Digital twin technology: what it is and why it matters
As our interactions with the digital world become more frequent and profound, an increasingly sophisticated shadow is beginning to take shape. It follows us closely and takes the form of a collection of data: browsing history and eCommerce purchases, social media likes and shares. For now, it's our virtual shadow — not us, but representative nonetheless.
Someday, though, we may find ourselves with a digital twin, a real-time virtual counterpart.
It may sound futuristic, but digital twin technology has been in the making for nearly two decades. Fueled by advances in AI and Internet of Things (IoT) technology, digital twins are helping businesses map products and predict issues. Read on to learn how the customer experience may be the next frontier for this technology.
What is a digital twin?
"When we think 'digital twin' we almost have to jump immediately to IoT data and looking at what having millions or billions of data points really give us," explains customer experience (CX) expert James Wallace, whose research examines the intersection of customer experience and digital twins. "What it can do for us, is create this almost real-time feedback loop of information both for organizations and for the customer as well."
A digital twin is defined as a real-time representation that serves as a virtual counterpart to a physical object or process. Pioneering work took place in the early 2000s by Michael Grieves, a product lifecycle management researcher and teacher at the University of Michigan. Prior to his work, NASA had been practicing some 'twinning' ideas since the 1960s that used the concept to simulate different scenarios with rockets and shuttles.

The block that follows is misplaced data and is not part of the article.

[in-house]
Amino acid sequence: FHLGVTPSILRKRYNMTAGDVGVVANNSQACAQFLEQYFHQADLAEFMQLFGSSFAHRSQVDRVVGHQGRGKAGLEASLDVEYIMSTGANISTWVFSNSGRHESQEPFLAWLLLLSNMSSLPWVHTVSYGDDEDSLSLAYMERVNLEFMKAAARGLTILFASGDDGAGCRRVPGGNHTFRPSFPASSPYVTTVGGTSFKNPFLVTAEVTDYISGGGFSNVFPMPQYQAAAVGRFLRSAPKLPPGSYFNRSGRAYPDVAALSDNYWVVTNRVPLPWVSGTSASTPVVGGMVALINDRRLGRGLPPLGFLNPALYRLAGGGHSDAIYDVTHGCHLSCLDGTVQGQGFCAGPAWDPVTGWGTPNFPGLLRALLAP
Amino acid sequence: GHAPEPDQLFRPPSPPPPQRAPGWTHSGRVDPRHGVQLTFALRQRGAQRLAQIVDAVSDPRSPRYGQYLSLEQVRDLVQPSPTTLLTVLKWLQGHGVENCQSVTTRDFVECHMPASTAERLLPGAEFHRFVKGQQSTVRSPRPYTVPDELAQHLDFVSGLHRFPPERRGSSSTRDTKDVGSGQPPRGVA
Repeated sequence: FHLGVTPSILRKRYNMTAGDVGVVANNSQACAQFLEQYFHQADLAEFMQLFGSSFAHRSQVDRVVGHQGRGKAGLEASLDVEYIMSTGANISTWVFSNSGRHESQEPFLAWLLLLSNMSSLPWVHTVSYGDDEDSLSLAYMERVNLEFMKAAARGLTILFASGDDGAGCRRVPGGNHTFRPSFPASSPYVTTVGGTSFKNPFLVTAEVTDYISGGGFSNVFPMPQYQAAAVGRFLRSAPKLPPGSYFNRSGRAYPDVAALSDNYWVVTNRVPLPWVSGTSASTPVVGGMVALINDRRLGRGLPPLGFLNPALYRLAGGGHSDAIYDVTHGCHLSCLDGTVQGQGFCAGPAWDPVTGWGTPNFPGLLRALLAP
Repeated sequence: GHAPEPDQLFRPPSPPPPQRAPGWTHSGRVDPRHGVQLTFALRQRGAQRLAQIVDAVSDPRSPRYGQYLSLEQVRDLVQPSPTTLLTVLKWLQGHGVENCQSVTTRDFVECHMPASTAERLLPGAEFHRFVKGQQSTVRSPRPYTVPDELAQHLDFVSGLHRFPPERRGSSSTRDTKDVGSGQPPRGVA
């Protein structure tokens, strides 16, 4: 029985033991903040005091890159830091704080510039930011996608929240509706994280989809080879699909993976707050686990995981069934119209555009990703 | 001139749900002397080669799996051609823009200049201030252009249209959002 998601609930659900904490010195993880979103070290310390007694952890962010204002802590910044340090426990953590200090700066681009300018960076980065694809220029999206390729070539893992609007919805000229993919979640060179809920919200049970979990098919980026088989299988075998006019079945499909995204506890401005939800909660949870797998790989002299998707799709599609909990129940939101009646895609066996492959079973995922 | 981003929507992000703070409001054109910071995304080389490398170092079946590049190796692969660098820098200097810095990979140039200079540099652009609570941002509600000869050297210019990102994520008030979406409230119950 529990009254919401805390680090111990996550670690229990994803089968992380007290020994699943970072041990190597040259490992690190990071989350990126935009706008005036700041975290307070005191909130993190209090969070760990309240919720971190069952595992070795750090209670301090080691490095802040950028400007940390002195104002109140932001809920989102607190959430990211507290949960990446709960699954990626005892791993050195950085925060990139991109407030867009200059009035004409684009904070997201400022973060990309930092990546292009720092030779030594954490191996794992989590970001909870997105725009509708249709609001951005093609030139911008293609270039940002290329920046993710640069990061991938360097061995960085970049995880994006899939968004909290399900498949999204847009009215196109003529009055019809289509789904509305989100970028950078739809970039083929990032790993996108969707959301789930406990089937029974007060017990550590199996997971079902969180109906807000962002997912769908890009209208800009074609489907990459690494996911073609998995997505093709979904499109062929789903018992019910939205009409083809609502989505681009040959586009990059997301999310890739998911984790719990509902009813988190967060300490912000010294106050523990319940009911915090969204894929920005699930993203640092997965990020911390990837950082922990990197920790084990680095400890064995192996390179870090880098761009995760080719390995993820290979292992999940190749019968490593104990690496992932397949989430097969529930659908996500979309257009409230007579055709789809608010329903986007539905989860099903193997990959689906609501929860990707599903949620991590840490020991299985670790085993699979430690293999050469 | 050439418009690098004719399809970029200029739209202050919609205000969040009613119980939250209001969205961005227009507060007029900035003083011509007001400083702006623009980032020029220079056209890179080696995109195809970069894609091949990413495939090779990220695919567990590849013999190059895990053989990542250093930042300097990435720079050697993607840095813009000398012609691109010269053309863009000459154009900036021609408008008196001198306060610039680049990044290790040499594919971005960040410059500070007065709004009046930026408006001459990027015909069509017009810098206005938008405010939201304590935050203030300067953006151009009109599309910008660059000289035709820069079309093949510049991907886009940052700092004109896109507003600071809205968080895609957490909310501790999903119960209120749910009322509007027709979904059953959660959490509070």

Digital twins aren't conceptual. Rather, they are intended to be representations of their real-world counterparts. That's what makes them a powerful tool for modeling scenarios, identifying issues before they happen and making better decisions that improve the overall customer experience.
Along with NASA, the manufacturing industry has been ideal for the technology. For one, companies in this sector are already sensor-heavy, with the capability to capture the volume of data necessary to create an effective digital twin. But the rise in IoT adoption in recent years has helped bring digital twins into the common vernacular, bridging the gap between physical and virtual worlds and doing so in an authentic way.
"What a digital twin can provide for us with enough sensors is it can provide a real-world, very flawed — and necessarily flawed — image of what we're actually dealing with," says Wallace. "Having something that's actually real, and that provides a picture of what your expectations should be of something, is important."
How are digital twins being used?
The emergence of smart buildings — tech-enabled spaces equipped with sensors that track occupancy, temperature, air quality, light levels and energy consumption — blend well with digital twin technology. "Imagine living in a smart apartment building and you had sensors everywhere," says Wallace. "You would be able to go on your mobile device and see the state of the building."
This technology is already in practice. The Hickman, a mixed-use tech-enabled building in London, was recently named one of the world's smartest buildings due to its use of digital twin technology to monitor the building and its assets in real time. Eventually, the developer plans to use machine learning alongside the digital twin to predict outages and adjust automatically. When it comes to the built environment, decarbonization and energy efficiency are two big targets for digital twin technology, since it can be used to reduce the carbon footprint of the construction process and building management.